Depending on the site of the lesion, this may require sedation or a general anesthetic. Types of samples include:

  • Skin scrapes and cytology – Scraping off a sample of the cells on the surface of the skin to be looked at under the microscope.
  • Examination with a Woods lamp – A special light that causes some species of fungi to glow in a fluorescent color.
  • Dermatophyte culture – This involves taking a sample from the skin and placing it on a petri dish to allow whatever is on there to grow.
  • Trichogram – Where hair follicles and scales are analyzed under the microscope.
  • Biopsy – Taking a larger sample size to be analyzed in the lab, from, for example, a mass.

How Do I Care for a Cat with a Fungal Infection?

Treatment options depend on the location and clinical signs, as well as the type of fungi infection.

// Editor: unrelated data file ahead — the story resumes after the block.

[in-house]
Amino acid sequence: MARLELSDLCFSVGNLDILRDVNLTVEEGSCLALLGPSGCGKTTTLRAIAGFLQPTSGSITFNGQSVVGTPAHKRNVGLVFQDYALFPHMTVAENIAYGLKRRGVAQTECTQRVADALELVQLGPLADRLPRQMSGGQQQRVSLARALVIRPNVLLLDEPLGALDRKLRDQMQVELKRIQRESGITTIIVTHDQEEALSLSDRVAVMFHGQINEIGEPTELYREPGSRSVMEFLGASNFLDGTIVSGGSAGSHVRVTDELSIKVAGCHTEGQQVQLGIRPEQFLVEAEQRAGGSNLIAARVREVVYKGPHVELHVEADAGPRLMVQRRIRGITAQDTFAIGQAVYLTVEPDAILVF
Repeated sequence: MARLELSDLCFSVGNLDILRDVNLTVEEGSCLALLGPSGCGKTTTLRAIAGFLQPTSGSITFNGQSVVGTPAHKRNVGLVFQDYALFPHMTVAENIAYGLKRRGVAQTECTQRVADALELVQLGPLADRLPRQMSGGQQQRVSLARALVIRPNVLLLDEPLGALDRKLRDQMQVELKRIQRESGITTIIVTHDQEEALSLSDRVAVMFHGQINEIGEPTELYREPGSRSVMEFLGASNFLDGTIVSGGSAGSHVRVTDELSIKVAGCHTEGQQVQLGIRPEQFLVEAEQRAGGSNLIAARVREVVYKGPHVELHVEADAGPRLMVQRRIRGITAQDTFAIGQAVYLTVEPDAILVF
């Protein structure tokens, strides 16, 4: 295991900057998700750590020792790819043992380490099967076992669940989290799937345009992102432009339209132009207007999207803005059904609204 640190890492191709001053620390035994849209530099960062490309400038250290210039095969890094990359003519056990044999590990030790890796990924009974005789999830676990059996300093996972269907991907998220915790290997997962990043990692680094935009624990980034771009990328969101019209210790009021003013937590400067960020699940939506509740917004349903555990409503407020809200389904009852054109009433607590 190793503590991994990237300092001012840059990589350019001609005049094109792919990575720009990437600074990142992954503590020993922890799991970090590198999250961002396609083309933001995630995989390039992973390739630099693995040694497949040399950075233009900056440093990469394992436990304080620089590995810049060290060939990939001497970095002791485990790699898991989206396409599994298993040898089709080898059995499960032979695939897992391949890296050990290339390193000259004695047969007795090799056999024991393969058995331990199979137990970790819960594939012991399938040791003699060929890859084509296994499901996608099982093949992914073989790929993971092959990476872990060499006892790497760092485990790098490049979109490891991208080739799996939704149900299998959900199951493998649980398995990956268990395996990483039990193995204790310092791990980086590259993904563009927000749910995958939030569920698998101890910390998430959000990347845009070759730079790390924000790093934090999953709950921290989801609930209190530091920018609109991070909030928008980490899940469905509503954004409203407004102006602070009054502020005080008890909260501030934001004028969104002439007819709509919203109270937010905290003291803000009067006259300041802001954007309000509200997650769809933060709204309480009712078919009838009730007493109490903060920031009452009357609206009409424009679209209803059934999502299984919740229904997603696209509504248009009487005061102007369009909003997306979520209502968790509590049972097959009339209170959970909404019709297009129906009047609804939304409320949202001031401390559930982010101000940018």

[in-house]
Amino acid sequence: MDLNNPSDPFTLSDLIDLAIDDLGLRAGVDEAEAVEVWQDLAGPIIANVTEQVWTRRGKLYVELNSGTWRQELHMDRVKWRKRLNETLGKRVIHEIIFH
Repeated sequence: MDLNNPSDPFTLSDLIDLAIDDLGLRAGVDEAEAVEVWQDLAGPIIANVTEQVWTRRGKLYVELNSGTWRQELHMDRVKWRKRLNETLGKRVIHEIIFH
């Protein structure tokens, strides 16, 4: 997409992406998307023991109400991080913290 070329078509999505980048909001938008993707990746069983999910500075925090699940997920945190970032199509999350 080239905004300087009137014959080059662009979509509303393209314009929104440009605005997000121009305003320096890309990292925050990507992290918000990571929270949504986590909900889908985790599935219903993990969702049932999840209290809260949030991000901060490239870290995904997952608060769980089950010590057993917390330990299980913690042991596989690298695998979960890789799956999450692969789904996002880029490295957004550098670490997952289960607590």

The full clinical picture must be considered for the cat. This means any underlying health conditions must be addressed, and appropriate treatment administered. For example, antibiotics for infections, anti-parasite medication, and any concurrent disease present, as this will suppress the immune system. Care must be taken if a zoonotic disease has been identified. Some cases will need to be isolated from the general public to prevent spread.

If you are treating your cat at home, barrier nursing may be necessary, for example, wearing a gown and gloves, and a mask when handling your cat and their litter, then discarding them afterward to prevent contamination.

Treatment options include:

  • Topical creams for skin lesions such as miconazole cream.
  • Oral antifungal medication such as Itraconazole and Fluconazole. Some may require a long-term course.
  • Surgery. If a mass or localized lesion is present, your vet may decide to remove it under general anesthetic.
a veterinarian examining a tabby cat's ear with an otoscope
Image Credit: De Jongh Photography, Shutterstock

Frequently Asked Questions (FAQs)

How long does it take to treat fungal infections in cats?